You may already know that any garden soil from the heaviest clay to the most porous sand, benefits from regular additions of organic matter – compost, well-rotted manure, peat moss, chopped leaves, grass clippings, or any of the other widely available materials. When gardening in the shade, the extra time taken to prepare the soils will pay off handsomely in healthier plants. For all but the very best garden loam soils, you should add plenty of organic matter before planting anything, from a single azalea to a whole bed of lily-of-the-valley. If your soil is a rich loam, the addition of organic matter will improve its quality even more.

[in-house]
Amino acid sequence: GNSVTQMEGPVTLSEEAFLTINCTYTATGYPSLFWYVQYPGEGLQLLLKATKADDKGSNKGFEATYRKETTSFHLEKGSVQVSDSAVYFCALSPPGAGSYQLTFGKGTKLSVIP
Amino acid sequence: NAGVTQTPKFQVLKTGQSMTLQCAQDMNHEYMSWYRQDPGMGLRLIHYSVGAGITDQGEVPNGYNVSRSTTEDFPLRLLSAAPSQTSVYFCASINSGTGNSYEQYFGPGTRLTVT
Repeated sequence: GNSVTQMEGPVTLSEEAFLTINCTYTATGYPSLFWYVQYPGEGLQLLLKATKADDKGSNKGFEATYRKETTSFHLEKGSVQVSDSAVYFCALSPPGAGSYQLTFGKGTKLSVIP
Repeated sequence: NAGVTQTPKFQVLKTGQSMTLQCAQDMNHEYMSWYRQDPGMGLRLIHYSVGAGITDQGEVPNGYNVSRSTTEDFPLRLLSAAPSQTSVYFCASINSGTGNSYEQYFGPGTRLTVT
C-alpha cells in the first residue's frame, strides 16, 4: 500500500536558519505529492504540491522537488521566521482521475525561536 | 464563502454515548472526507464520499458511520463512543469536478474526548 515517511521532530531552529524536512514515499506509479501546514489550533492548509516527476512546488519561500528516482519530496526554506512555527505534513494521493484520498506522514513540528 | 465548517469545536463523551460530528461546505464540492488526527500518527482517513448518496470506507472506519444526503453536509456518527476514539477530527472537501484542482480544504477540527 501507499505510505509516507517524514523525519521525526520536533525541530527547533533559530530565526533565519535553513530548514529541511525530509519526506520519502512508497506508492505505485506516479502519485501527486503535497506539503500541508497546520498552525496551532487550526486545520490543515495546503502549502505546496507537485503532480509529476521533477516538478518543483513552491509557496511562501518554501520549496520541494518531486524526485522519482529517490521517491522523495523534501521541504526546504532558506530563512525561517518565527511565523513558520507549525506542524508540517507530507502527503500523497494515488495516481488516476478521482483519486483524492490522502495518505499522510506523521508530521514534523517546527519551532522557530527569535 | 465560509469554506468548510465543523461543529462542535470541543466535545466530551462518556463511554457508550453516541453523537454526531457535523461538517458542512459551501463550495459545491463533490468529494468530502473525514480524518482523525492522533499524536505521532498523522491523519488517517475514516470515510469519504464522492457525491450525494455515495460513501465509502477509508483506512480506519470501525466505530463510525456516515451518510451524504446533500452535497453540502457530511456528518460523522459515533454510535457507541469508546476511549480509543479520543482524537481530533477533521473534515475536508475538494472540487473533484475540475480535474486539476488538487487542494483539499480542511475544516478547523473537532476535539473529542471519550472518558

To enrich the soil and improve its aeration and drainage, spread a 2 to 4 inch layer of organic matter on the soil surface. Incorporate the material into the soil to a depth of 6 inches. If the soil is particularly heavy or you are planting a large shrub, work the soil several inches deeper. Plants with roots growing in the deep rich soil will have better overall growth than those plants that are forced to compete fiercely for water and nutrients in shallow, lean soil.